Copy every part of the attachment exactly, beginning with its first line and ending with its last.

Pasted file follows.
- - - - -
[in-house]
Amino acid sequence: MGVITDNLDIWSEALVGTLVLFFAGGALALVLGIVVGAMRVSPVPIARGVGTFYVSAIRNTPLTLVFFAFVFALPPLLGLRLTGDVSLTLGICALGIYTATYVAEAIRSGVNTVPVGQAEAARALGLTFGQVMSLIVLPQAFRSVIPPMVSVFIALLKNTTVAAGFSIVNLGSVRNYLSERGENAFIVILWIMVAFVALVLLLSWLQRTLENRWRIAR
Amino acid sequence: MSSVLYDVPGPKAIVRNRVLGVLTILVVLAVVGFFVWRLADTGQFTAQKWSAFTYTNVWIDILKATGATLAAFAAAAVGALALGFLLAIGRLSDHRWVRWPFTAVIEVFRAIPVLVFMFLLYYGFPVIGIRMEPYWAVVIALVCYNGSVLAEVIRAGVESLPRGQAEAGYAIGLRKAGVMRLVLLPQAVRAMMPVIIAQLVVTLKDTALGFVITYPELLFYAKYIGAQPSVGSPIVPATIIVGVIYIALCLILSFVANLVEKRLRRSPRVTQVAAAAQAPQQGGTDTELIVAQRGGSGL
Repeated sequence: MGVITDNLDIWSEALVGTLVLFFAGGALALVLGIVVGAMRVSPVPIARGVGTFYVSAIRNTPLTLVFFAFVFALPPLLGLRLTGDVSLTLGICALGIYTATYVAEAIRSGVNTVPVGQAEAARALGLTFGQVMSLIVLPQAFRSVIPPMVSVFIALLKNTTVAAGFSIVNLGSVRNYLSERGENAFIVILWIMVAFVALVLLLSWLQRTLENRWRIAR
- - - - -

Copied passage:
[in-house]
Amino acid sequence: MGVITDNLDIWSEALVGTLVLFFAGGALALVLGIVVGAMRVSPVPIARGVGTFYVSAIRNTPLTLVFFAFVFALPPLLGLRLTGDVSLTLGICALGIYTATYVAEAIRSGVNTVPVGQAEAARALGLTFGQVMSLIVLPQAFRSVIPPMVSVFIALLKNTTVAAGFSIVNLGSVRNYLSERGENAFIVILWIMVAFVALVLLLSWLQRTLENRWRIAR
Amino acid sequence: MSSVLYDVPGPKAIVRNRVLGVLTILVVLAVVGFFVWRLADTGQFTAQKWSAFTYTNVWIDILKATGATLAAFAAAAVGALALGFLLAIGRLSDHRWVRWPFTAVIEVFRAIPVLVFMFLLYYGFPVIGIRMEPYWAVVIALVCYNGSVLAEVIRAGVESLPRGQAEAGYAIGLRKAGVMRLVLLPQAVRAMMPVIIAQLVVTLKDTALGFVITYPELLFYAKYIGAQPSVGSPIVPATIIVGVIYIALCLILSFVANLVEKRLRRSPRVTQVAAAAQAPQQGGTDTELIVAQRGGSGL
Repeated sequence: MGVITDNLDIWSEALVGTLVLFFAGGALALVLGIVVGAMRVSPVPIARGVGTFYVSAIRNTPLTLVFFAFVFALPPLLGLRLTGDVSLTLGICALGIYTATYVAEAIRSGVNTVPVGQAEAARALGLTFGQVMSLIVLPQAFRSVIPPMVSVFIALLKNTTVAAGFSIVNLGSVRNYLSERGENAFIVILWIMVAFVALVLLLSWLQRTLENRWRIAR